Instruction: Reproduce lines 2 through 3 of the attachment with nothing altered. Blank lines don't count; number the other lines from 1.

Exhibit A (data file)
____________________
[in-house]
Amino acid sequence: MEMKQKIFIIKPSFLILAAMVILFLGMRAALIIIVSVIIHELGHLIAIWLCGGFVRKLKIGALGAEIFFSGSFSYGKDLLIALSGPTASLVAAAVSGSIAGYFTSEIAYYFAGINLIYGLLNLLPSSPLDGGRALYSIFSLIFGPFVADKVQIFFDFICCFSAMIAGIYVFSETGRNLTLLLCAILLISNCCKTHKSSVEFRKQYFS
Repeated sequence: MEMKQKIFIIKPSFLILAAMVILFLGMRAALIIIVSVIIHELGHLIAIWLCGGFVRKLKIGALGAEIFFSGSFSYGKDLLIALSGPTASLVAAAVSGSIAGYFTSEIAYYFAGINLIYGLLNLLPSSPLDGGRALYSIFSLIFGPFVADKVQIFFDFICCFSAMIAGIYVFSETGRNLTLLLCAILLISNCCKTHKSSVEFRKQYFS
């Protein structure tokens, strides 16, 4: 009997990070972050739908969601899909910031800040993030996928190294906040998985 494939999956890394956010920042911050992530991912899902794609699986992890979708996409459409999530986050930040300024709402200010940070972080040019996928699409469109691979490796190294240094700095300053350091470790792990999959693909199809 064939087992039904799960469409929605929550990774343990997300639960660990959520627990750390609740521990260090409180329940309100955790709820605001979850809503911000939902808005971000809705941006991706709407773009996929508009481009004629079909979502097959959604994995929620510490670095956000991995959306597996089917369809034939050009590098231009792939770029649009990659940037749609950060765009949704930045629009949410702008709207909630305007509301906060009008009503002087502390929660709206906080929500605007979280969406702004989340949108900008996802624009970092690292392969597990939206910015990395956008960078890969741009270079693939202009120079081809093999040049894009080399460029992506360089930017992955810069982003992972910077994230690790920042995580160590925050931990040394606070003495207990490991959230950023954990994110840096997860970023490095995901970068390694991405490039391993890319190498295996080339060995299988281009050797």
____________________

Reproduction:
Amino acid sequence: MEMKQKIFIIKPSFLILAAMVILFLGMRAALIIIVSVIIHELGHLIAIWLCGGFVRKLKIGALGAEIFFSGSFSYGKDLLIALSGPTASLVAAAVSGSIAGYFTSEIAYYFAGINLIYGLLNLLPSSPLDGGRALYSIFSLIFGPFVADKVQIFFDFICCFSAMIAGIYVFSETGRNLTLLLCAILLISNCCKTHKSSVEFRKQYFS
Repeated sequence: MEMKQKIFIIKPSFLILAAMVILFLGMRAALIIIVSVIIHELGHLIAIWLCGGFVRKLKIGALGAEIFFSGSFSYGKDLLIALSGPTASLVAAAVSGSIAGYFTSEIAYYFAGINLIYGLLNLLPSSPLDGGRALYSIFSLIFGPFVADKVQIFFDFICCFSAMIAGIYVFSETGRNLTLLLCAILLISNCCKTHKSSVEFRKQYFS